Retirement Planning – Starting Early
There are several benefits to starting early in your retirement planning and saving.
- The earlier you start saving, the more time your money has to grow due to compound earnings. For example, putting $250 a month in your mattress or in your safe deposit box over 30 years would yield about $90,000; however, stick that amount in an investment yielding just 4 percent (4.06% APY), and you’ll see more than $173,000 at the end of your 30 years. That’s almost twice the amount invested. At 6 percent (6.14% APY), you’ll have more than $250,000. That’s because your money is working for you. Compounding means that your interest is earning interest. Quickly determine if your retirement plan is on track – and learn how to keep it there.
- Waiting just a few years will end up causing you to forfeit more earnings than you may think. For example, if you invested $250 every month for 35 years in an account earning 4 percent (4.06% APY), you would have more than $228,000. Wait just five years to start investing $250 every month, and you’ll end up with just over $173,000. That’s a $55,000 difference with only $15,000 of that being principal ($250 a month times 12 months times five years), leaving $40,000 of earnings just in interest for starting your retirement planning just five years earlier.
- Starting early also gives you more time to plan and added flexibility. Are you having trouble getting started because you think you cannot afford to set aside money for retirement? Here are some helpful hints for finding that extra money for retirement.
- Use tax refunds. Don’t spend it, invest it in your retirement. If you get a refund each year, you are probably having too much tax deducted. Reduce your withholding and increase your retirement account contribution.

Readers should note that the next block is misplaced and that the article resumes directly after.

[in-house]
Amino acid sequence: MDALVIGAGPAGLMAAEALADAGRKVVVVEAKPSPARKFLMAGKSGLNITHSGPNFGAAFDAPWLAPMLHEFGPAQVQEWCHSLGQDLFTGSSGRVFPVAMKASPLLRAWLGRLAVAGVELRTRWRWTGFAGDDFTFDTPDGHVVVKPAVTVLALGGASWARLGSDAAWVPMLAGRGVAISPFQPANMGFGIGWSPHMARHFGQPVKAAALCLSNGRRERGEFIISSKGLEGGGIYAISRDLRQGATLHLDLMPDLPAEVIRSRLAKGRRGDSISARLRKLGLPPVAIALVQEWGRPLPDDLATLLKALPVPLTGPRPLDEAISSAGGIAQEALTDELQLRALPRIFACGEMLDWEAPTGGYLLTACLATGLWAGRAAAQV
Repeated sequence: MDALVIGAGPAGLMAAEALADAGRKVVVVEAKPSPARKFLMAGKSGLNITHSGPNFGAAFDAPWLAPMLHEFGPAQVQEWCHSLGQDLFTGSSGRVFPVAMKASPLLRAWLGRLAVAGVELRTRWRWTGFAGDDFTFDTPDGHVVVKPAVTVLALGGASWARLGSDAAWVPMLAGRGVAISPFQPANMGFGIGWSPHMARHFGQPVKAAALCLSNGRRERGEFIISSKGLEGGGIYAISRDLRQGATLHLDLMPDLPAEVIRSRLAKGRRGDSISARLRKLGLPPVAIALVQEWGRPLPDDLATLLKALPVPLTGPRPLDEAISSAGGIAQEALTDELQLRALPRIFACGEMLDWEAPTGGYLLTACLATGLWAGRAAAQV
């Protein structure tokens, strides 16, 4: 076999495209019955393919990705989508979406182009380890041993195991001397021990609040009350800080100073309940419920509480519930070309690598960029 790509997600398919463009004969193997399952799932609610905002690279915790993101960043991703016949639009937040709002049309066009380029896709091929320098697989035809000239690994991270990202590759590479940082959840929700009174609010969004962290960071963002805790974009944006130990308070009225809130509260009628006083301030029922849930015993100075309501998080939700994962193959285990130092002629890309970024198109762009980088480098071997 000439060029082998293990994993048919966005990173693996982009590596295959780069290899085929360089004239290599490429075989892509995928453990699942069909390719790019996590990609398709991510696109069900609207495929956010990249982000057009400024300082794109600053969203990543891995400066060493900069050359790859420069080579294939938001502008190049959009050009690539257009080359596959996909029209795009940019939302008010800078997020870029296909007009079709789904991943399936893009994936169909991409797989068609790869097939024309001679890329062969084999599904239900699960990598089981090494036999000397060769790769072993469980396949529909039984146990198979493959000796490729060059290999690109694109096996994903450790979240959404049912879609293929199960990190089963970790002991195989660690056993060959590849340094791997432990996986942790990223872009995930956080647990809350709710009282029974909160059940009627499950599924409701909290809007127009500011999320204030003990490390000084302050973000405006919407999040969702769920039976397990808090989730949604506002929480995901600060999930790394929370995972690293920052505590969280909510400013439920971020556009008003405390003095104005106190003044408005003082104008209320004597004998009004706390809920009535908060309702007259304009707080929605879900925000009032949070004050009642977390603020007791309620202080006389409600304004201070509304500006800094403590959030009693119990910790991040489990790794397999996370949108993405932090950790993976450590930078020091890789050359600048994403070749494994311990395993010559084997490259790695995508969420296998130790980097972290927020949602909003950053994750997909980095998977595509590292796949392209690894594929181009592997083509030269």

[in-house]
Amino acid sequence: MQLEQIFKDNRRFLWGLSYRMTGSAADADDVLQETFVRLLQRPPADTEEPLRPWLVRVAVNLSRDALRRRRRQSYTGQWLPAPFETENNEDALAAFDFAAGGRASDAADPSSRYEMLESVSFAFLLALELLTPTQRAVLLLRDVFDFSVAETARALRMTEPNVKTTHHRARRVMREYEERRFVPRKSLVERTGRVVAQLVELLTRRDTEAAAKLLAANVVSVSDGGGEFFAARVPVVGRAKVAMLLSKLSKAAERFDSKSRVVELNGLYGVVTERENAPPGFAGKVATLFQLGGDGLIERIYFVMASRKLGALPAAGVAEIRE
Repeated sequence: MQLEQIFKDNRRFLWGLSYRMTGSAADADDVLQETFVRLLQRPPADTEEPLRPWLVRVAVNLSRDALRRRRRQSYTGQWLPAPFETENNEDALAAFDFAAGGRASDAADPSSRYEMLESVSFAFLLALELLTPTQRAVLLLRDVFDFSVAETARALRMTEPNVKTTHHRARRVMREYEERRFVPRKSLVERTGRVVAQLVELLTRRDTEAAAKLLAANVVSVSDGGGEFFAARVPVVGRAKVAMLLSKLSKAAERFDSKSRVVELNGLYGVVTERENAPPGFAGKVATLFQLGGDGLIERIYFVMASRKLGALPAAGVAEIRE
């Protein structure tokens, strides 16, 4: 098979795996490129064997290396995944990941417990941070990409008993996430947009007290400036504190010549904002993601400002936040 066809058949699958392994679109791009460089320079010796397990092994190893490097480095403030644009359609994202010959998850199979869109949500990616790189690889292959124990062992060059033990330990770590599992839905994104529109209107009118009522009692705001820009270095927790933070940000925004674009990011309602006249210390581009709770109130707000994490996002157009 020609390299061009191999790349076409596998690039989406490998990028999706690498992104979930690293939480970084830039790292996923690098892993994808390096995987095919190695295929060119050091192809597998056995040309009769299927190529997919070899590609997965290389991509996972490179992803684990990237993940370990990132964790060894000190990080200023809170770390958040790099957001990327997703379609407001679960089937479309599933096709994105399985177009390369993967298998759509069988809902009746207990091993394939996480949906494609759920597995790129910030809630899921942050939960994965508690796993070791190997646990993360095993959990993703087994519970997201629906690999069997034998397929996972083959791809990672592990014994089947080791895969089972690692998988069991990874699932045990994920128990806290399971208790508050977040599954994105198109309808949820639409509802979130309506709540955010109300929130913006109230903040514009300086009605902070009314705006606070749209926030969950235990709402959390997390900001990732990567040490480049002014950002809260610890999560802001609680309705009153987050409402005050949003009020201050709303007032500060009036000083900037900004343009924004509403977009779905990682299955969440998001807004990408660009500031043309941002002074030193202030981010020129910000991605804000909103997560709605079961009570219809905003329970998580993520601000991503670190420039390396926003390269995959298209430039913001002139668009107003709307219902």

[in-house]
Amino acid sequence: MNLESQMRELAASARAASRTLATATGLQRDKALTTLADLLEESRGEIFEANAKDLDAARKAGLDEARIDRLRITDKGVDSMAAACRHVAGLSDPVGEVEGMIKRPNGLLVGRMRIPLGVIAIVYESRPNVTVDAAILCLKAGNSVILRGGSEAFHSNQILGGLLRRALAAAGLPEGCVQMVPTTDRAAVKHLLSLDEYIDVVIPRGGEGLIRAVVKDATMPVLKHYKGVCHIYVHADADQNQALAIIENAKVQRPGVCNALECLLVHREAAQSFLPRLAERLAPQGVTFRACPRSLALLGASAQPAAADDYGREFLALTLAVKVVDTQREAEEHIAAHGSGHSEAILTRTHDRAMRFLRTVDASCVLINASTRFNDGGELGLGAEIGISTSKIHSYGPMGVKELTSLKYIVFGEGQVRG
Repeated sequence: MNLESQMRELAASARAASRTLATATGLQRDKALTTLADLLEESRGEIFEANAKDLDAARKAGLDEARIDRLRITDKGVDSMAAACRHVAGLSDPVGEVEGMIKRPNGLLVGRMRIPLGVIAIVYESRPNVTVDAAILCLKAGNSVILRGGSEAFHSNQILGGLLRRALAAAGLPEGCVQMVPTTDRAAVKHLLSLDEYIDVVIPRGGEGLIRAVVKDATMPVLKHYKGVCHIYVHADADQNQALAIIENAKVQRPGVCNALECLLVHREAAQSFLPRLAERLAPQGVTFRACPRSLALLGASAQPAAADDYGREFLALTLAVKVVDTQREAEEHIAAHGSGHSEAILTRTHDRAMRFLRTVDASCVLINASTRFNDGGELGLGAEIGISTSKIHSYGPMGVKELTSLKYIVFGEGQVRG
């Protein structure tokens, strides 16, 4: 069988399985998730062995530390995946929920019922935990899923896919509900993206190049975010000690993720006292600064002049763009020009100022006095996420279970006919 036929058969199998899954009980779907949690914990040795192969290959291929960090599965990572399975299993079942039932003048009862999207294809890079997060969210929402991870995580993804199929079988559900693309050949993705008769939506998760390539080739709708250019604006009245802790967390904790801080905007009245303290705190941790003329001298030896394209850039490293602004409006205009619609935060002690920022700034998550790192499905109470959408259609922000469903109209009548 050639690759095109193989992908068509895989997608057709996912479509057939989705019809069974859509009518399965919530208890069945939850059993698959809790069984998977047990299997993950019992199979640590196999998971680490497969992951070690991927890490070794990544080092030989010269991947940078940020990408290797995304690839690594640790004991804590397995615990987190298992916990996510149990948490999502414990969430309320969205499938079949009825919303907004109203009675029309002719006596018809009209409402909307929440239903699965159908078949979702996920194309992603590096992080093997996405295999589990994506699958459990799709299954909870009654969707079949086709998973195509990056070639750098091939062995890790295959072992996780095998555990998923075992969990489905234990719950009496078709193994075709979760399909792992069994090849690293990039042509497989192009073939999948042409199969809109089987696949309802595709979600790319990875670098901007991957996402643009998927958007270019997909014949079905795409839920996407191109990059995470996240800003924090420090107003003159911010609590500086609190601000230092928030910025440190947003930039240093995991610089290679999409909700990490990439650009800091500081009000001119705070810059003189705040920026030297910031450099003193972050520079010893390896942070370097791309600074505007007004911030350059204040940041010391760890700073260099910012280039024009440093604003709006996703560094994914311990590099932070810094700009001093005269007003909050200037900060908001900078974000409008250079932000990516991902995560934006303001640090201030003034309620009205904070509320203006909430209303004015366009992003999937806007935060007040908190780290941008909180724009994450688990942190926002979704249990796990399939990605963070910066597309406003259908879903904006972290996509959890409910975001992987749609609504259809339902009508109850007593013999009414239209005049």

- Use raises. Raises make a great one-time contribution. Make a commitment to put the extra money into a retirement account.
- Use former loan payments. If you’ve been making payments to a loan, you are used to setting aside that money and living without it. Once the loan is paid off, use this money for a contribution to your retirement plan each month. A good way to do this is to set up a systematic withdrawal from your checking or savings account into an Individual Retirement Account (IRA).
APYs (Annual Percentage Yields) are based on interest compounding quarterly, no withdrawals and a fixed rate of interest. Rates are hypothetical and may not be currently available. Depending on the account type used, fees may reduce earnings, a minimum balance may be required and/or an early withdrawal penalty may be imposed.
The information provided in this page is not intended to be legal or tax advice. You should consult your attorney or tax advisor for information that relates to your specific circumstances.
Fees may reduce earnings on checking and savings accounts. $25 minimum opening deposit on IRAs. A penalty may be imposed for early withdrawal.
Product descriptions herein do not take the place of required disclosures under federal and state regulations. Please contact us for disclosures appropriate to these accounts.” for consistency purposes.